Late last Thursday Google's Project Zero disclosed that Cloudflare (a major provider of a content delivery network, Internet security services, and distributed domain name server services) was leaking sensitive information online. The company has patched the memory leak bug responsible (the flaw is being called "Cloudbleed") and stresses that the problem with its caching infrastructure affected a relatively small set of the websites that use their DNS service.
Bitsight explains on its blog that Cloudflare's problems arose from an error in parsing logic that could lead to a buffer overrun that would output uninitialized memory content onto affected web pages. The websites potentially affected by Cloudbleed were those that had either email obfuscation, server-side excludes, or automatic HTTPS rewrites enabled.
Since popular services (said to include Uber, Fitbit, OK Cupid, and Patreon) use Cloudflare and since data have been leaking for some time, many researchers are advising users to assume their credentials have been exposed, and, of course, to change them.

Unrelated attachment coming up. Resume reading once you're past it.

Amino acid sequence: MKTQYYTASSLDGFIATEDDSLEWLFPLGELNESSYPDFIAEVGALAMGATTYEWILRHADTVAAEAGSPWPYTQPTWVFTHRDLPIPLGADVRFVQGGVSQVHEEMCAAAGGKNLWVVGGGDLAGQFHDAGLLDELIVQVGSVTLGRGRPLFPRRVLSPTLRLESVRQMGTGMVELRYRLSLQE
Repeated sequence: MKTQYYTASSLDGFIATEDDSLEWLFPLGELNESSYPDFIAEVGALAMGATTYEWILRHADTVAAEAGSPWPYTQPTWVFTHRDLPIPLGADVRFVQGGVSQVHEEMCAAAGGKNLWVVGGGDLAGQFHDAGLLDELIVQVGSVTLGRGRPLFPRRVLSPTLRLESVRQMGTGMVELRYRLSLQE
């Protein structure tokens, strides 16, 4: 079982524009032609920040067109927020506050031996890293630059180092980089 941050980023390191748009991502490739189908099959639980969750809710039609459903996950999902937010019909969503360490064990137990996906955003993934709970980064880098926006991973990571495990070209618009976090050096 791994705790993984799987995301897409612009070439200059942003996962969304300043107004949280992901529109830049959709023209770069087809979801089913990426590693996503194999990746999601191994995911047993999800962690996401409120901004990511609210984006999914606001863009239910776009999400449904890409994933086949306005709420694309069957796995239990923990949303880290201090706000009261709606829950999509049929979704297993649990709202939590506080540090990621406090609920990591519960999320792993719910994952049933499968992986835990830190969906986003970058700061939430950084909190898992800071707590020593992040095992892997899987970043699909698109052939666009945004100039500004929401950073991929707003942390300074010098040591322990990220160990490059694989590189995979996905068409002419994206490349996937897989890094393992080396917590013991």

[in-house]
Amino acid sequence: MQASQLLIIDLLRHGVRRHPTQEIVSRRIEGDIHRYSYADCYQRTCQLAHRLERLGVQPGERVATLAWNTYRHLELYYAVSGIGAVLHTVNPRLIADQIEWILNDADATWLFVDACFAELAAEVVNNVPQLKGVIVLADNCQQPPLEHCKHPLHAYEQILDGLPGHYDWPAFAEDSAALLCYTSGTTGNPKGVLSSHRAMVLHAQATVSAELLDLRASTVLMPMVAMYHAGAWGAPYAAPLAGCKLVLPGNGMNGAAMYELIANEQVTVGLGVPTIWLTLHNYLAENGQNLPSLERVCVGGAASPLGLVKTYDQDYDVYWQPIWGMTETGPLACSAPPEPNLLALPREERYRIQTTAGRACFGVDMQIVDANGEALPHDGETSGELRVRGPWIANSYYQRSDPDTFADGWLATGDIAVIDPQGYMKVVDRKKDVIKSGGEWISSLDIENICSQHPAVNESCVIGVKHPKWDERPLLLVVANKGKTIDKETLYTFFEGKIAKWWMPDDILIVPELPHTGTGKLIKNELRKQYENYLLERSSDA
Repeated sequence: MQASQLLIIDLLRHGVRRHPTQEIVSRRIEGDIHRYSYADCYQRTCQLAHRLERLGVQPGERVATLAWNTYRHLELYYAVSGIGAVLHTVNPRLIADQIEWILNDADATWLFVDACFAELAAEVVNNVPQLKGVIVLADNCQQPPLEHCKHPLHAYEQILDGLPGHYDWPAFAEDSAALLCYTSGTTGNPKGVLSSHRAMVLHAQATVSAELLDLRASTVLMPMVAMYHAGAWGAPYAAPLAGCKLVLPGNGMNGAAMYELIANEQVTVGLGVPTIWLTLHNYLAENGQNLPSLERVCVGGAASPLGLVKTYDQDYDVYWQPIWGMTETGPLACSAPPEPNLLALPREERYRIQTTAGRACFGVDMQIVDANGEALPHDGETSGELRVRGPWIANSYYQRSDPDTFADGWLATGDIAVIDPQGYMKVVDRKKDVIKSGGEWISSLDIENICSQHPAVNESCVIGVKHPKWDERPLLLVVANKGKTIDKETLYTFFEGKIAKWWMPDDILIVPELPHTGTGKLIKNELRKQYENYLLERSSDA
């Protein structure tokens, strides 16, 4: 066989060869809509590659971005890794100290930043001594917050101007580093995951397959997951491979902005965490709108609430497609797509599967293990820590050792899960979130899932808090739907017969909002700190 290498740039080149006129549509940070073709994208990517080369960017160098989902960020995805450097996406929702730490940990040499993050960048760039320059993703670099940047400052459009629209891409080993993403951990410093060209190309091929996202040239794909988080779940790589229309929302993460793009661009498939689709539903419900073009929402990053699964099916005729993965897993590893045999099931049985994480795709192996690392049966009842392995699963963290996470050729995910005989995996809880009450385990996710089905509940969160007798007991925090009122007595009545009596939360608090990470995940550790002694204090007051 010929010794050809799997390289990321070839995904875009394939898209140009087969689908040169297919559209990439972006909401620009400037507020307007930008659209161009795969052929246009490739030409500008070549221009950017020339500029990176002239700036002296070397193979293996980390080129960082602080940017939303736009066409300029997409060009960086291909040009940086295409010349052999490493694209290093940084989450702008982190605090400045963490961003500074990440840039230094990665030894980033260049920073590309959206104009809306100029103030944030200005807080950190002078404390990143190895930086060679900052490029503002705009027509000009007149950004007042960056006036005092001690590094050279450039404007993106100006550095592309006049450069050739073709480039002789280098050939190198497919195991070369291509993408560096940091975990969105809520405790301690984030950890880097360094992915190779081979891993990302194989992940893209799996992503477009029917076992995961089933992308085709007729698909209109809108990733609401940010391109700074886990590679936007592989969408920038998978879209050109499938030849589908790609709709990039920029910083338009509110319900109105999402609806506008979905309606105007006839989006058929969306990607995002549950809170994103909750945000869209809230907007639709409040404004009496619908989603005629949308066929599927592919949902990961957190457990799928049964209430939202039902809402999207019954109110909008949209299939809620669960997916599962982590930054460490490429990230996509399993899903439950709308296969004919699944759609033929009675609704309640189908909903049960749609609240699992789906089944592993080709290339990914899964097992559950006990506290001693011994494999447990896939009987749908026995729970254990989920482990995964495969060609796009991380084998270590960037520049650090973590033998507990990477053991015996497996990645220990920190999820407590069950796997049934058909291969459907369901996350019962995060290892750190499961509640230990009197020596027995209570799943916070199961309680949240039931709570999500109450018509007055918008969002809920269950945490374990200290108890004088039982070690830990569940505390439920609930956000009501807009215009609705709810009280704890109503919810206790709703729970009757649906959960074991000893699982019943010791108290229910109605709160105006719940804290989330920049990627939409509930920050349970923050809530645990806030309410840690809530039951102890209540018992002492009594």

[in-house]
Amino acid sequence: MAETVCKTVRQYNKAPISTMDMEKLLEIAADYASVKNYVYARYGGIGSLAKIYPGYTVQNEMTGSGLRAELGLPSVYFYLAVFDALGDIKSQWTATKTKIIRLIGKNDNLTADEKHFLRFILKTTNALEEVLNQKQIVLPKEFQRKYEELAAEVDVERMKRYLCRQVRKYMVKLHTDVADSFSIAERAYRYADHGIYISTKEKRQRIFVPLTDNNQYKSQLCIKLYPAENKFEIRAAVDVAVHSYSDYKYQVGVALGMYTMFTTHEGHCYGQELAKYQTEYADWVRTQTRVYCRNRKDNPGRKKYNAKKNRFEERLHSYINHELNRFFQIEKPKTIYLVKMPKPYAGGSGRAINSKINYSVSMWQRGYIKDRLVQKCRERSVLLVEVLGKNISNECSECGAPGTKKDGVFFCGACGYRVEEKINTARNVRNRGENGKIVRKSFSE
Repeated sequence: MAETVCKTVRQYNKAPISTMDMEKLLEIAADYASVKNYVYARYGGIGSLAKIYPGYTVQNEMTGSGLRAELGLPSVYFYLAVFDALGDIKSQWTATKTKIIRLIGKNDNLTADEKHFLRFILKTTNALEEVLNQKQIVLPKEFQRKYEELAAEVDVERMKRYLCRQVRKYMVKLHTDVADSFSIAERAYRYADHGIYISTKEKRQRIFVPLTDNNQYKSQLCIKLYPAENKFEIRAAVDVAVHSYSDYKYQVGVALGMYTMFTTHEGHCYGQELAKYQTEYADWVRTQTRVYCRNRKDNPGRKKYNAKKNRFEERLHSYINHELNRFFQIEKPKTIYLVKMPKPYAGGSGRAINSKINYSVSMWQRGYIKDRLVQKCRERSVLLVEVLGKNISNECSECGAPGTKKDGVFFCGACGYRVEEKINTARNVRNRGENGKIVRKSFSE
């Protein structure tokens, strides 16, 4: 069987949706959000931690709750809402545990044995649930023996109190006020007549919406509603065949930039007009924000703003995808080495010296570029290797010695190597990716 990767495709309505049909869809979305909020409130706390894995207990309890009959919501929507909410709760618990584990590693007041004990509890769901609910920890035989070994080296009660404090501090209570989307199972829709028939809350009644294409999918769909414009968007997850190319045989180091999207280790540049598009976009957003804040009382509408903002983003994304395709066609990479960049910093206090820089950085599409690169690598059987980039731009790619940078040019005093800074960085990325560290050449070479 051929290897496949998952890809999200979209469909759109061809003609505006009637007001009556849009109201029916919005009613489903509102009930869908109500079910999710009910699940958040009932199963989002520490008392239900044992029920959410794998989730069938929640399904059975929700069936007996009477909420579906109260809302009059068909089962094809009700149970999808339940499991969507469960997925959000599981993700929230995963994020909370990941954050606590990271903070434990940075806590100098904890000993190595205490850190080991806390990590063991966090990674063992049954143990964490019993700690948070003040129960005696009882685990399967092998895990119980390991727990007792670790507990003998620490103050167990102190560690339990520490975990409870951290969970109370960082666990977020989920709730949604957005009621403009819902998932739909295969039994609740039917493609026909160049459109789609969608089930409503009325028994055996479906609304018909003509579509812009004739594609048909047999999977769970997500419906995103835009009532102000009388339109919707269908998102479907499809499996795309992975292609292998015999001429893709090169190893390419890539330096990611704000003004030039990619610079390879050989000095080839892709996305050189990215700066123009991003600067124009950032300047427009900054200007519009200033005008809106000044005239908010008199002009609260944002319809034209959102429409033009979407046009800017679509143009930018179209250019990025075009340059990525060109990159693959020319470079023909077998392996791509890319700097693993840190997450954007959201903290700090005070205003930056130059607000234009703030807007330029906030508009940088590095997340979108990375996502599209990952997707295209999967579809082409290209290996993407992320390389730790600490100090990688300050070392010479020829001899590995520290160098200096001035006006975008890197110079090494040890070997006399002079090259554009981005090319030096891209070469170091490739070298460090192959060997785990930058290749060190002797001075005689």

Ransomware and DDoS remain fixtures of the threat landscape. F-Secure describes the "ruthlessness" of Spora ransomware's controllers. New "TrumpLocker" ransomware turns out to be VenusLocker in disguise.
In the ongoing Moscow cyber-treason trial, it emerges that one of the defendants, Ruslan Stoyanov, is accused of passing state secrets to US companies, notably to Verisign's iDefense cybercrime unit. The accusations date back to 2010, and were leveled by the Russian online payment company ChronoPay.
The FBI is being asked, again, how it gained access to the San Bernardino jihadist's iPhone.